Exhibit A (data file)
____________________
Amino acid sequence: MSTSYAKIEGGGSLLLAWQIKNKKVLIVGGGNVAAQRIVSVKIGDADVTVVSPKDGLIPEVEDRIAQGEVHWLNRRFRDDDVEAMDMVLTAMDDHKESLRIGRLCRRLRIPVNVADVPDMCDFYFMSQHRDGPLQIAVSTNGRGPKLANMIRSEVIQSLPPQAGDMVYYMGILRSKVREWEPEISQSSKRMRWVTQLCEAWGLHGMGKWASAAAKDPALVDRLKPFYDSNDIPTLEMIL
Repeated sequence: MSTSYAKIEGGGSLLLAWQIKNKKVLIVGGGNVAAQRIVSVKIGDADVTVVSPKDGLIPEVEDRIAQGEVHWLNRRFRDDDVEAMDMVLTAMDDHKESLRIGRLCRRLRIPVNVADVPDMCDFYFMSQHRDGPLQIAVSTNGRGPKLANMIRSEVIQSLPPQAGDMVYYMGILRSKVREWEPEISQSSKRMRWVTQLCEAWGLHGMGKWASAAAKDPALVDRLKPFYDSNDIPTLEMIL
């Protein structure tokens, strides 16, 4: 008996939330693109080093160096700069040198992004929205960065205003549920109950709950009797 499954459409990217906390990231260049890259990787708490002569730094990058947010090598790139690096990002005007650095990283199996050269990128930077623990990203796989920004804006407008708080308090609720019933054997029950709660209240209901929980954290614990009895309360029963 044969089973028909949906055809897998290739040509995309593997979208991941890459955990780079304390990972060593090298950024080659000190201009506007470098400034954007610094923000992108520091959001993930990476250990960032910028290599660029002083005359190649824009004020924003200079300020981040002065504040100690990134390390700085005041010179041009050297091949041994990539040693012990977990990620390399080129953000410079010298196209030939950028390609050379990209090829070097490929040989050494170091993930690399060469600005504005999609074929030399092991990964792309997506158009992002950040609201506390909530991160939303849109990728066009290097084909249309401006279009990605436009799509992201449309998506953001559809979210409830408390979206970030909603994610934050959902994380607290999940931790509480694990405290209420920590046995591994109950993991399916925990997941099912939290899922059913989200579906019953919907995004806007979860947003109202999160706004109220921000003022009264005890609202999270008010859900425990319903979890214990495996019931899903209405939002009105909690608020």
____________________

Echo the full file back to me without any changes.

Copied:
Amino acid sequence: MSTSYAKIEGGGSLLLAWQIKNKKVLIVGGGNVAAQRIVSVKIGDADVTVVSPKDGLIPEVEDRIAQGEVHWLNRRFRDDDVEAMDMVLTAMDDHKESLRIGRLCRRLRIPVNVADVPDMCDFYFMSQHRDGPLQIAVSTNGRGPKLANMIRSEVIQSLPPQAGDMVYYMGILRSKVREWEPEISQSSKRMRWVTQLCEAWGLHGMGKWASAAAKDPALVDRLKPFYDSNDIPTLEMIL
Repeated sequence: MSTSYAKIEGGGSLLLAWQIKNKKVLIVGGGNVAAQRIVSVKIGDADVTVVSPKDGLIPEVEDRIAQGEVHWLNRRFRDDDVEAMDMVLTAMDDHKESLRIGRLCRRLRIPVNVADVPDMCDFYFMSQHRDGPLQIAVSTNGRGPKLANMIRSEVIQSLPPQAGDMVYYMGILRSKVREWEPEISQSSKRMRWVTQLCEAWGLHGMGKWASAAAKDPALVDRLKPFYDSNDIPTLEMIL
């Protein structure tokens, strides 16, 4: 008996939330693109080093160096700069040198992004929205960065205003549920109950709950009797 499954459409990217906390990231260049890259990787708490002569730094990058947010090598790139690096990002005007650095990283199996050269990128930077623990990203796989920004804006407008708080308090609720019933054997029950709660209240209901929980954290614990009895309360029963 044969089973028909949906055809897998290739040509995309593997979208991941890459955990780079304390990972060593090298950024080659000190201009506007470098400034954007610094923000992108520091959001993930990476250990960032910028290599660029002083005359190649824009004020924003200079300020981040002065504040100690990134390390700085005041010179041009050297091949041994990539040693012990977990990620390399080129953000410079010298196209030939950028390609050379990209090829070097490929040989050494170091993930690399060469600005504005999609074929030399092991990964792309997506158009992002950040609201506390909530991160939303849109990728066009290097084909249309401006279009990605436009799509992201449309998506953001559809979210409830408390979206970030909603994610934050959902994380607290999940931790509480694990405290209420920590046995591994109950993991399916925990997941099912939290899922059913989200579906019953919907995004806007979860947003109202999160706004109220921000003022009264005890609202999270008010859900425990319903979890214990495996019931899903209405939002009105909690608020």